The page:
New research published in the journal “Scientific Reports” raises worries about the possible reactivation of a virus that has lain dormant in the permafrost for the past 48,500 years. Pithovirus sibericum infects amoebas, but its potential to infect people if it were to become active again has been called into question.
A zombie virus reviving after thousands of years may sound like something out of a horror film, but the resuscitation of long-dormant viruses is not unprecedented. A growing number of ancient viruses and bacteria are being exposed when permafrost in the Arctic and other cold locations melts as a result of climate change.
It’s worth noting, though, that the resurgence of long-dormant viruses doesn’t always pose an immediate danger to human health. As far as anyone knows, Pithovirus sibericum cannot infect humans, and there is no evidence to suggest that it can. The virus only infects amoebas, and it’s quite improbable that it would cause serious harm to humans even if it did.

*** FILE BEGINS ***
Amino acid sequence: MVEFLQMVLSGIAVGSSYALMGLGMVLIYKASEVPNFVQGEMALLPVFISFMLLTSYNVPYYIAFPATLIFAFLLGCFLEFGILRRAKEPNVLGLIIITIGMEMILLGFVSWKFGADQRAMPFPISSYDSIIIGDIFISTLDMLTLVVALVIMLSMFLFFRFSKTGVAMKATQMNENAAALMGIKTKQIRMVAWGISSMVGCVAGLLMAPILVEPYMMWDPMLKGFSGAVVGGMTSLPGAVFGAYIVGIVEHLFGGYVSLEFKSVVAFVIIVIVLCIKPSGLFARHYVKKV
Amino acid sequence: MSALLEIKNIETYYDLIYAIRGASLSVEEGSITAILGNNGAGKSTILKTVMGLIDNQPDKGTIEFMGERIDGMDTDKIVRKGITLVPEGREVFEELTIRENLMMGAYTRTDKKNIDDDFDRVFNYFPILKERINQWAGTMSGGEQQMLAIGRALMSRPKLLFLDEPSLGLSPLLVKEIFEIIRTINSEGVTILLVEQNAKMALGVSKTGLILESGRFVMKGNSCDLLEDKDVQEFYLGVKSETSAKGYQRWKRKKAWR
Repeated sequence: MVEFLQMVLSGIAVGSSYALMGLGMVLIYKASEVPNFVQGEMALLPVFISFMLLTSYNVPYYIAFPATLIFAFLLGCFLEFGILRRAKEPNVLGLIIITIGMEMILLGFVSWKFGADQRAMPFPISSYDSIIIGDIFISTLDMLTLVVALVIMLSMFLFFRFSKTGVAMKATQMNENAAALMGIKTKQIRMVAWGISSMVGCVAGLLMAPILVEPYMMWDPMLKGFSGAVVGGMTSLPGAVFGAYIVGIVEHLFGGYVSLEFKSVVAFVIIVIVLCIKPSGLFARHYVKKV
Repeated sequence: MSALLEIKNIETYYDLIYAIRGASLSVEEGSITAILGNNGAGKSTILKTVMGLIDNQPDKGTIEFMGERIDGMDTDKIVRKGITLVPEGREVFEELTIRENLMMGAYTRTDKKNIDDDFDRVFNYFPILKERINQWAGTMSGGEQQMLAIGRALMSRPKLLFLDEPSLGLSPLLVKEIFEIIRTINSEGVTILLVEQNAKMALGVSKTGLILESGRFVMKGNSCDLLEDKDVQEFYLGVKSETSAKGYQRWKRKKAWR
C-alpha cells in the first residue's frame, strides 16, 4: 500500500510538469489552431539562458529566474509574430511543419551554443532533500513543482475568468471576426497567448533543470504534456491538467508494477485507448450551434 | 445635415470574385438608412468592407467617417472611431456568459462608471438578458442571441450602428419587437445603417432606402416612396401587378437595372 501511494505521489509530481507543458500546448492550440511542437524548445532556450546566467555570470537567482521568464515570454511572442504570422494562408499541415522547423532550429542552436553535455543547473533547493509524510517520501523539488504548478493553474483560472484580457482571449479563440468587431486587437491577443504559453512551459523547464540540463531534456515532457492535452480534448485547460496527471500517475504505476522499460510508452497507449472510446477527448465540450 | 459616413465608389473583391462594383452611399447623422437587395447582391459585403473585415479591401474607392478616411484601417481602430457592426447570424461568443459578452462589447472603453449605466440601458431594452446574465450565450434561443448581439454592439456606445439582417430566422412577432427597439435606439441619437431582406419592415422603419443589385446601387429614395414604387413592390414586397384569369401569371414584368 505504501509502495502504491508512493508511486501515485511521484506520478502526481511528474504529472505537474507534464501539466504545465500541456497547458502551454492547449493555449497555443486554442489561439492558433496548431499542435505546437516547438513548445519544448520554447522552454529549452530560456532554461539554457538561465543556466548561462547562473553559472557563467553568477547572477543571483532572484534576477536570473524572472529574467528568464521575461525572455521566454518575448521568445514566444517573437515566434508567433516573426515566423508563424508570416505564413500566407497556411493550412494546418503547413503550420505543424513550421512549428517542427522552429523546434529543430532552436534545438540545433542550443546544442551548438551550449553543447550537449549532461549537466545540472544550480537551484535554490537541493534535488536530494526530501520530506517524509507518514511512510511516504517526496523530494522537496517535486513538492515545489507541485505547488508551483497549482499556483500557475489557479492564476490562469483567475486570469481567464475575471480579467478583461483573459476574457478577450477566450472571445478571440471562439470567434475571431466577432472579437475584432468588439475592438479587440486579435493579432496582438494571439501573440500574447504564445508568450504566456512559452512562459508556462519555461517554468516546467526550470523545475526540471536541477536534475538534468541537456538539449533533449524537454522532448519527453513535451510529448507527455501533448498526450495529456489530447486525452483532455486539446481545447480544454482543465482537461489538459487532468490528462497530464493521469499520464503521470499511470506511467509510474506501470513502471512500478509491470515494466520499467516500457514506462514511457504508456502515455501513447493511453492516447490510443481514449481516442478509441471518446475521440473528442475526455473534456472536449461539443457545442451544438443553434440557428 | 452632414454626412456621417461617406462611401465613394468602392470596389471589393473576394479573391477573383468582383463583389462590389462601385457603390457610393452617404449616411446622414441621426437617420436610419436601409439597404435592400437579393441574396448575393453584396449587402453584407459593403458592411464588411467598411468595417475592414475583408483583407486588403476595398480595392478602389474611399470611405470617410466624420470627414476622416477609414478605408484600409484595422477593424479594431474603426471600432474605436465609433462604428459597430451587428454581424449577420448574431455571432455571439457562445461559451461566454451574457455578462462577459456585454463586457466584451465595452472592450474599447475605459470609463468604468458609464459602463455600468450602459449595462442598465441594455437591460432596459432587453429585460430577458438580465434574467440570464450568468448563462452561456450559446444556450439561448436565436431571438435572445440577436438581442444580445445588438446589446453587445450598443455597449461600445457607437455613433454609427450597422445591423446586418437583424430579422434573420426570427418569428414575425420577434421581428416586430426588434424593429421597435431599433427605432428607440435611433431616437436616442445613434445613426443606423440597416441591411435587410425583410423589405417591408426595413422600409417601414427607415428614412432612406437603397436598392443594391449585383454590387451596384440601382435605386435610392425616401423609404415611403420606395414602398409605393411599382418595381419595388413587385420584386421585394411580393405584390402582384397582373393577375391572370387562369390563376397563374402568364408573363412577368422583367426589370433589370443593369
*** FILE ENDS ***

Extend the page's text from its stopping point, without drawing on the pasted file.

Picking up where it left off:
Even if Pithovirus sibericum were to become active again, it would be difficult for it to infect humans because viruses require a host to survive and replicate. There is no proof that Pithovirus sibericum can transfer from person to person, which is a necessary characteristic of any virus that could be dangerous to human health.
In conclusion, while it is concerning that long-dormant viruses are being resurrected, it is also vital to keep in mind that not all viruses are harmful to humans. Even if Pithovirus sibericum were to become active again, there is little evidence to suggest that it could infect humans or constitute a serious threat to human health. There’s no reason to freak out about the reactivation of this virus, however, we should keep an eye on things and take precautions in case it spreads.
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